Sunday, October 9, 2011

Anton Raphael Mengs - Apollo and the Muses on Parnassus

Anton Raphael Mengs, Apollo and the Muses on Parnassus, 1760-61
(Villa Albani, Rome)
Johann Joachim Winckelmann, a German literary scholar, who was working in Rome during mid 18th century, was one of the  biggest advocates of an art in the noble simplicity and quiet grandeur of the ancient Greeks.  According to Winckelmann, Greeks lived an exemplary life of a healthy diet and regular exercise which led to a healthy mind and high moral standards.  He saw an intense study of  Classical art as the only way to improve the decadence of 18th century society and the arts.  A trip to Rome and the study of the Renaissance masters, especially Michelangelo and Raphael was an essential part of for many young artist's training.   By 1760's those artist working in Rome were also exposed to Winceklmann's teachings  and were beginning to incorporate these elements in to their work. Since the 1880's, the art of this period is referred to as Neoclassical.

Apollo Belvedere, Roman 120- 130
(Copy of Bronze Original Greek 325-350BC)
(Vatican Museum, Rome) 
The German painter Anton Raphael Mengs was one of the artists who was working in Rome in the 1760's and he was commissioned by Winckelmann's patron, Cardinal Albani, to paint his new villa's reception room ceiling.  The ceiling fresco Mengs painted, Apollo and the Muses on Parnassus, is considered to be the first example of  Neoclassical painting, a revolutionary declaration of a new art. Mengs' stoic figures are standing, in a shallow picture plane in front of trees that are forming a backdrop with the mythological source of artistic inspiration, the Castillian spring in the front.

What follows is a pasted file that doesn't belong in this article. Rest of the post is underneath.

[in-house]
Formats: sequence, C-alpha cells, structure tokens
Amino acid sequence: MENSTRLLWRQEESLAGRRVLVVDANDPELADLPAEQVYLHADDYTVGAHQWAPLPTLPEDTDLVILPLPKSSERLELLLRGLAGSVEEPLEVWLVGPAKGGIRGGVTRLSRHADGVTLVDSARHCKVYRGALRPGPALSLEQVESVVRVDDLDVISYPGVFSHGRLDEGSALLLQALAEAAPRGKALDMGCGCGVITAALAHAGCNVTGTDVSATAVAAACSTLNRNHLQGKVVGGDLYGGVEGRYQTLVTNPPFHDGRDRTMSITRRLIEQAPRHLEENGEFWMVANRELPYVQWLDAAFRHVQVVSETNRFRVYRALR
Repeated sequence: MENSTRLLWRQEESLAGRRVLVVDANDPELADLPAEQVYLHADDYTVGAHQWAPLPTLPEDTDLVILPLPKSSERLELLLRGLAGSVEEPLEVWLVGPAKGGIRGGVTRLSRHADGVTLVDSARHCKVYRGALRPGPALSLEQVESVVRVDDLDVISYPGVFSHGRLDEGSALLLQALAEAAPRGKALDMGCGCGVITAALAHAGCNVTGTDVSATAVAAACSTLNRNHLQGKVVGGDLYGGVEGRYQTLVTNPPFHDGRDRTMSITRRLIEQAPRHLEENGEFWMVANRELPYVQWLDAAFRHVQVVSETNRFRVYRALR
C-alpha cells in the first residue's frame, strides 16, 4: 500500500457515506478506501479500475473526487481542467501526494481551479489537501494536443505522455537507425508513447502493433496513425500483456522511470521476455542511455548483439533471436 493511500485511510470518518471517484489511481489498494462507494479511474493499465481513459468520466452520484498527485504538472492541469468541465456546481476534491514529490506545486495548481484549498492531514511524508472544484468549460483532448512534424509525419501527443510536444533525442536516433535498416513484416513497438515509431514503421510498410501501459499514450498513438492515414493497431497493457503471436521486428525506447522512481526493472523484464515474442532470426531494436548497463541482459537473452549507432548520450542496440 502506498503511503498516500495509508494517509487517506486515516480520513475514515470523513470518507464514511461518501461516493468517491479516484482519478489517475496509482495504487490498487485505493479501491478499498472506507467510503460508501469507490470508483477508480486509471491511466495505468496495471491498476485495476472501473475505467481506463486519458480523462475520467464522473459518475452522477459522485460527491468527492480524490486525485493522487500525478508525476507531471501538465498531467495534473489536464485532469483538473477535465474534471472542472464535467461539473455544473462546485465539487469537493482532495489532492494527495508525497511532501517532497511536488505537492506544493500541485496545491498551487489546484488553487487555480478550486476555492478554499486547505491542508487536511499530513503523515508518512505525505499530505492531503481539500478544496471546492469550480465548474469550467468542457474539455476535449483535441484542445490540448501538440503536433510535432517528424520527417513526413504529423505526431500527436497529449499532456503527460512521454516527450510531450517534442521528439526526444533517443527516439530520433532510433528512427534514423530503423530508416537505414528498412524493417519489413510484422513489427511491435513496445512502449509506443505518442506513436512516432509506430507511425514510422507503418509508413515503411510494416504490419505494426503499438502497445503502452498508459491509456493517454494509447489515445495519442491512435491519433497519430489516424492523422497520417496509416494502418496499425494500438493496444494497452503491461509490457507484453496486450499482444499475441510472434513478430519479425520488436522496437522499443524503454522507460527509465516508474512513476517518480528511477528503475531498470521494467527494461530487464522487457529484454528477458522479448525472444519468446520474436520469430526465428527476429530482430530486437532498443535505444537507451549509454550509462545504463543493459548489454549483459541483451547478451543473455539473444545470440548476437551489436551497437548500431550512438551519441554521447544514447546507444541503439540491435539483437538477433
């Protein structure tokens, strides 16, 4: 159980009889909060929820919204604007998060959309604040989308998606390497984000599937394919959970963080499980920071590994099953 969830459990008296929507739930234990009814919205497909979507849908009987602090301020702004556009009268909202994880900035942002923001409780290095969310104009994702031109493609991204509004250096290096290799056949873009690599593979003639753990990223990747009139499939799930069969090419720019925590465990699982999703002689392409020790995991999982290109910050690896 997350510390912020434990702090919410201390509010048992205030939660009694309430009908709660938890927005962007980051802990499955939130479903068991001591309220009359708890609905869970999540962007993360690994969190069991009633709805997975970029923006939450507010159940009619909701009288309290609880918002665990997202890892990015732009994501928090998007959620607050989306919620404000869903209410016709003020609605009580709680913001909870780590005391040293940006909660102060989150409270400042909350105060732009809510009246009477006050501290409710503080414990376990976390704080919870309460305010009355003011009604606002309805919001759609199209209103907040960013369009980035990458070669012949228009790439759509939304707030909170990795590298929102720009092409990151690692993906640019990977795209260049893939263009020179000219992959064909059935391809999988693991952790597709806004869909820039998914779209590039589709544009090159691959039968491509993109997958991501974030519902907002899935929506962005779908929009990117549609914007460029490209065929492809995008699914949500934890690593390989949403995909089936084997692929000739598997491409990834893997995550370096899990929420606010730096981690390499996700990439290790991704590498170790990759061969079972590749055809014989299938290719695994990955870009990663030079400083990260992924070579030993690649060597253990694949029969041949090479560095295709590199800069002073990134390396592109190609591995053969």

Instead of concealing the ceiling with illusionism as was the custom since the Renaissance, Mengs emphasized it as a flat surface.  Apollo is standing in the middle wearing laurels and holding a lyre, surrounded by muses in a symmetrical composition.  Mengs' idealized figures recall sculptures from antiquity, his composition, paintings from the Renaissance.  As a matter of fact, his Apollo is a rendition of the Apollo Belvedere in reverse which was believed at the time to be the most magnificent sculpture from ancient Greece (it has been proved to be a Roman copy since.)  In this ceiling fresco he seems to have captured the essence of what his friend Winckelman was calling for at the time to cleanse the arts from French Rococo and bring a subdued gravity in its stead.

Raphael, The School of Athens, 1509 -1510
(Apostolic Palace, Vatican City, Rome)

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